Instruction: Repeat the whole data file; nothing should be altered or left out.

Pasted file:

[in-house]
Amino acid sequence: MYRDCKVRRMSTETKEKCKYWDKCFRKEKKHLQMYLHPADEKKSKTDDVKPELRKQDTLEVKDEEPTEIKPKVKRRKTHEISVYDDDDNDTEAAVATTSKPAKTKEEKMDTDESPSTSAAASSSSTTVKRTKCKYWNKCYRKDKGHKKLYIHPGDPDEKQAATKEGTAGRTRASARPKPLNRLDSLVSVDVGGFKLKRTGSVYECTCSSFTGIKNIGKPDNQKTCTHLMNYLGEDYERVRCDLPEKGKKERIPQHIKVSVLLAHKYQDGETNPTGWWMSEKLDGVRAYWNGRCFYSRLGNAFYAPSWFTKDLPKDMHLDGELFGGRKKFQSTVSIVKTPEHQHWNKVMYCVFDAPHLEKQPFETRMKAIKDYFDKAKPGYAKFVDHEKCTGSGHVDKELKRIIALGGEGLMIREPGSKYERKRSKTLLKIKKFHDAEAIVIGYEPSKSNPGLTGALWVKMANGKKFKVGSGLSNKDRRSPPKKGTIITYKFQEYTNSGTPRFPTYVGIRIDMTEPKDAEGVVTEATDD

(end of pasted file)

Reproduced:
[in-house]
Amino acid sequence: MYRDCKVRRMSTETKEKCKYWDKCFRKEKKHLQMYLHPADEKKSKTDDVKPELRKQDTLEVKDEEPTEIKPKVKRRKTHEISVYDDDDNDTEAAVATTSKPAKTKEEKMDTDESPSTSAAASSSSTTVKRTKCKYWNKCYRKDKGHKKLYIHPGDPDEKQAATKEGTAGRTRASARPKPLNRLDSLVSVDVGGFKLKRTGSVYECTCSSFTGIKNIGKPDNQKTCTHLMNYLGEDYERVRCDLPEKGKKERIPQHIKVSVLLAHKYQDGETNPTGWWMSEKLDGVRAYWNGRCFYSRLGNAFYAPSWFTKDLPKDMHLDGELFGGRKKFQSTVSIVKTPEHQHWNKVMYCVFDAPHLEKQPFETRMKAIKDYFDKAKPGYAKFVDHEKCTGSGHVDKELKRIIALGGEGLMIREPGSKYERKRSKTLLKIKKFHDAEAIVIGYEPSKSNPGLTGALWVKMANGKKFKVGSGLSNKDRRSPPKKGTIITYKFQEYTNSGTPRFPTYVGIRIDMTEPKDAEGVVTEATDD